Service revenues grew 8%, in excess of nominal payments volume growth of 5%. The pricing we took last year contributed three points to the growth rate. Next quarter we will lap the price increases, and this three-point tailwind will no longer help us. Data processing revenue grew 10%, in line with processed transactions.

International revenues grew 8%. Constant dollar cross-border volume growth of 5% was almost entirely offset by the currency translation drag. The year-over-year increase was largely driven by the pricing actions from last year. Currency volatilities were high in the quarter but only contributed modestly to growth, as we are now beginning to lap high volatilities from last year. Next quarter our reported international revenue growth rate will no longer benefit from the price increases. And as I mentioned, currency volatilities were unusually high in the second half of 2015. As such, going forward, reported international revenue growth will depend on the interplay between volume growth and the currency translation drag.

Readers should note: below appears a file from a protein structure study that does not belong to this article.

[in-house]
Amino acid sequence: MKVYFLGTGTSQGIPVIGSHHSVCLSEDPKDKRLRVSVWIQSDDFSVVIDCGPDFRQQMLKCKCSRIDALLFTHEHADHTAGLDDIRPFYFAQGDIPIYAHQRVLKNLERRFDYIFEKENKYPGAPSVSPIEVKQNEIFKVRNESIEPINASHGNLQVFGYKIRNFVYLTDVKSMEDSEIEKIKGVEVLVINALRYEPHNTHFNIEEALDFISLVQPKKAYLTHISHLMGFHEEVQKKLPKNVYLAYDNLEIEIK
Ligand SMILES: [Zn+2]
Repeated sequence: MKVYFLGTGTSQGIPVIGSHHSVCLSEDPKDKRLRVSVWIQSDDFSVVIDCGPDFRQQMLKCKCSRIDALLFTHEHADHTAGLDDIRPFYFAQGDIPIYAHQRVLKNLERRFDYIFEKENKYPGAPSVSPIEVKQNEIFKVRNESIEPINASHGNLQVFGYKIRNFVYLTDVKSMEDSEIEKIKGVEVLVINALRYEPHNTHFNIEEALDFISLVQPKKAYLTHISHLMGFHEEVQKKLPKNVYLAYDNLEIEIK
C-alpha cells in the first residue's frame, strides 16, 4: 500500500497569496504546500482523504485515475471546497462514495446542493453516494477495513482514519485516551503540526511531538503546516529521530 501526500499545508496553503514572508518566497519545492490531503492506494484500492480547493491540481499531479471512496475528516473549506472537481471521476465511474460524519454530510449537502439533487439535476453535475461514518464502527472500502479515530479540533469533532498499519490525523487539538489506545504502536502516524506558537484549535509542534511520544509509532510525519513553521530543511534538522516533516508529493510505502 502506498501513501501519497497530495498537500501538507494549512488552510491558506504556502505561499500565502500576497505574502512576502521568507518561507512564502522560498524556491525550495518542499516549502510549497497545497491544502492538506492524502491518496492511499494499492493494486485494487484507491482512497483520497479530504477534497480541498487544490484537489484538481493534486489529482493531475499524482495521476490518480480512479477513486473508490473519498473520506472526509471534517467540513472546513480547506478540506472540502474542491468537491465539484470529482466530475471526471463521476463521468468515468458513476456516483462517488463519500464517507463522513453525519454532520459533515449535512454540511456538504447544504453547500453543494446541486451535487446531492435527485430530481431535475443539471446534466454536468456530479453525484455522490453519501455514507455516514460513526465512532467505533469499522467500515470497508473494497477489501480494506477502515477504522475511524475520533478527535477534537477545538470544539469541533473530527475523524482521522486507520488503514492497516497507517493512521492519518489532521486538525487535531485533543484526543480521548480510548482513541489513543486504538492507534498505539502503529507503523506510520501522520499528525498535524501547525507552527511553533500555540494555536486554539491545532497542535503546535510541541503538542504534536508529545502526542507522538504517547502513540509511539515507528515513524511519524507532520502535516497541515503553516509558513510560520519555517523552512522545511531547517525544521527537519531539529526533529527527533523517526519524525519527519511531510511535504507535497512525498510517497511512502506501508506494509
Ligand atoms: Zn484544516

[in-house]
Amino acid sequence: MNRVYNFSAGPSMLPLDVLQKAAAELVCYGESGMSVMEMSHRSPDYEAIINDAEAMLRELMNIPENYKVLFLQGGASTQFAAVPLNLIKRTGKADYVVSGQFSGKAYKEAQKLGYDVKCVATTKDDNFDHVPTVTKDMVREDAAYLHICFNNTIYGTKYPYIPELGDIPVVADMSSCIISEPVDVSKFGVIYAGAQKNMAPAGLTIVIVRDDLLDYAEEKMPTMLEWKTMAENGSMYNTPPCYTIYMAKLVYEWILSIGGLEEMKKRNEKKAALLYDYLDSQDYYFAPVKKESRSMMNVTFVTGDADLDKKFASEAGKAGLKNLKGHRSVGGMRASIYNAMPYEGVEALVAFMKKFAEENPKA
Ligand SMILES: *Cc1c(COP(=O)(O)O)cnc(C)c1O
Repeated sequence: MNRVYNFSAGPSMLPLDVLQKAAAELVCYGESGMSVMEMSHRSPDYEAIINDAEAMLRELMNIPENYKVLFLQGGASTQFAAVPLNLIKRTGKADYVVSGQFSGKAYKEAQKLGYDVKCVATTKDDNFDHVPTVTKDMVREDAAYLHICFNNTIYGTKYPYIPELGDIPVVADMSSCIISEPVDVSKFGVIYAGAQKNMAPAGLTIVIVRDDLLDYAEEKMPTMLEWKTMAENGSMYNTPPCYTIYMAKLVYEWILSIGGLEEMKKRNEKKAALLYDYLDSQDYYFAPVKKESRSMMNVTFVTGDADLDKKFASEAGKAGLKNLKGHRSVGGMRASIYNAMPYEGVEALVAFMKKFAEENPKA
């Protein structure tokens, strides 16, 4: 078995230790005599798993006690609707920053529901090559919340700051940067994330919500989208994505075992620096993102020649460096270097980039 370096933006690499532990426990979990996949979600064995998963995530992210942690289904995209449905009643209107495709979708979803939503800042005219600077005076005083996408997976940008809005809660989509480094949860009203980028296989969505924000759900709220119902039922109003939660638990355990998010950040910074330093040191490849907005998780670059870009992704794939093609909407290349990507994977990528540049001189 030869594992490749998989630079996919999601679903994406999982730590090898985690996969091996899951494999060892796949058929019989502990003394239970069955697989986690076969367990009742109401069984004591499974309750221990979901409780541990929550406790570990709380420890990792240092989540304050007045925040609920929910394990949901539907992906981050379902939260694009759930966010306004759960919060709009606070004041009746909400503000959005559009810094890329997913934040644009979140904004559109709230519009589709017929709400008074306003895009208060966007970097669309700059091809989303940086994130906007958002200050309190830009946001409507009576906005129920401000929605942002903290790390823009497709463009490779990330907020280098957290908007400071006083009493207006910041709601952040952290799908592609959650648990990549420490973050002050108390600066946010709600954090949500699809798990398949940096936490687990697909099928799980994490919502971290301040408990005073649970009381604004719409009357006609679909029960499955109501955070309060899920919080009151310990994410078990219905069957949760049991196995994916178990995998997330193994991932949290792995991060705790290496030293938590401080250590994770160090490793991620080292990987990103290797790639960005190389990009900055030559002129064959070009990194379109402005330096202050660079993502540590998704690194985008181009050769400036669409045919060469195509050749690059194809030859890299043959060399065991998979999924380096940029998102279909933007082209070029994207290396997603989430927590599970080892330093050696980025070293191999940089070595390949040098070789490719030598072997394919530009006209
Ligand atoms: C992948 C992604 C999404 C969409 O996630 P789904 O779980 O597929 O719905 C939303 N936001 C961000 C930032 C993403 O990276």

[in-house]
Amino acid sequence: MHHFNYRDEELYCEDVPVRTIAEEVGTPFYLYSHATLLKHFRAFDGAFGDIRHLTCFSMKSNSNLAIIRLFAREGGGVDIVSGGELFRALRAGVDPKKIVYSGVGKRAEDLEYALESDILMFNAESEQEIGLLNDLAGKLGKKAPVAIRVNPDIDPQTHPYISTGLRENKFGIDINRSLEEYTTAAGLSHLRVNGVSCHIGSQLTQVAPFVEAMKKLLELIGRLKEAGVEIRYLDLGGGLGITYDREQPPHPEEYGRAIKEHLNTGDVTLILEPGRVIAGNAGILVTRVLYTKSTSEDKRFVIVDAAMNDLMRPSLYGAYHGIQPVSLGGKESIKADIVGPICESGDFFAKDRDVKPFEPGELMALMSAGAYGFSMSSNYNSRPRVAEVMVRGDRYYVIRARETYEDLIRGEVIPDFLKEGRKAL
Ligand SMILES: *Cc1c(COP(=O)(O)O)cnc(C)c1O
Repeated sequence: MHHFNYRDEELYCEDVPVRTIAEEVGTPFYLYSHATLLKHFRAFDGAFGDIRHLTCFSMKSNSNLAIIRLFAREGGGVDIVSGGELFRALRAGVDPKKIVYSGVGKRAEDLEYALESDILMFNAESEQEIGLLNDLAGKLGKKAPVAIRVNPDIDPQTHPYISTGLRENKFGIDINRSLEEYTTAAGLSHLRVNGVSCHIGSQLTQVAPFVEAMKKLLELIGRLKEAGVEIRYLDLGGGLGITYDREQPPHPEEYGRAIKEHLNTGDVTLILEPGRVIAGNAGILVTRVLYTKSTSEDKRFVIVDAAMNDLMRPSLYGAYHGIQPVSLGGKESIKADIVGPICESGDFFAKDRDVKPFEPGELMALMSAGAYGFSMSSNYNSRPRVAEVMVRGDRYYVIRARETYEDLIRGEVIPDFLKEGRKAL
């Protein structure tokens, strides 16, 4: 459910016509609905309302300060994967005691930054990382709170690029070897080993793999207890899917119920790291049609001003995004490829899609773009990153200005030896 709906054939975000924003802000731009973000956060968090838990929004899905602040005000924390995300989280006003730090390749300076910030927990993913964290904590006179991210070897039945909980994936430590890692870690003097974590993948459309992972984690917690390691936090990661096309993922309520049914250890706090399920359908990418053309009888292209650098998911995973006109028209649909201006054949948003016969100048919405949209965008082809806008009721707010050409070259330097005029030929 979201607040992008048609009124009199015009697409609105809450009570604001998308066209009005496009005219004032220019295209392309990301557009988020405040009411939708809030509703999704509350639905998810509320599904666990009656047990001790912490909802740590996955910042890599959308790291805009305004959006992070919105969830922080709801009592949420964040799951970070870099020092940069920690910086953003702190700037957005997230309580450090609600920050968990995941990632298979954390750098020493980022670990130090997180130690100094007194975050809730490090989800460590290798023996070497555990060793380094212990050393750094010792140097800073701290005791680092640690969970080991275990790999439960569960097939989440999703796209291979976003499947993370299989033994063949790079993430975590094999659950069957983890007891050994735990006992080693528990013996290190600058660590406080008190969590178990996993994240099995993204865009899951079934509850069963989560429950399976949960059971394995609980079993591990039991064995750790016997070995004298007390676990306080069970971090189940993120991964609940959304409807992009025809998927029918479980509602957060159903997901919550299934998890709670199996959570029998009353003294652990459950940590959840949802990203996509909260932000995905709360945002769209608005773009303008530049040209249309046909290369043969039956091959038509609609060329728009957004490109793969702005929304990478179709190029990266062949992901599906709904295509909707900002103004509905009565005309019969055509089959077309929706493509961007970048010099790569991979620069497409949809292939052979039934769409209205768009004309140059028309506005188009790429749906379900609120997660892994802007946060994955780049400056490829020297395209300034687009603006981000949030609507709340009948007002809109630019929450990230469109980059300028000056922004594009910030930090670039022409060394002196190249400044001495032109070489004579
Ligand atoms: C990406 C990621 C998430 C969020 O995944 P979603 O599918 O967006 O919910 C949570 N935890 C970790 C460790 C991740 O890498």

Other revenues were down 3%, primarily as a result of lower license fees generated outside the U.S. due to slowing payments volumes. Incentives were generally in line with our expectations, at the midpoint of our guidance range. Higher U.S. incentives due to acceleration of deals into the quarter were offset by lower incentives outside the U.S. due to lower volumes.

With expense growth in the mid-single digits, a tax rate of 30.1%, EPS of $0.68 after adjusting for the gain from our currency forward contracts, grew by 12% in constant dollars, and by a healthy 17% when you account for the interest on the debt we issued to finance the Visa Europe acquisition.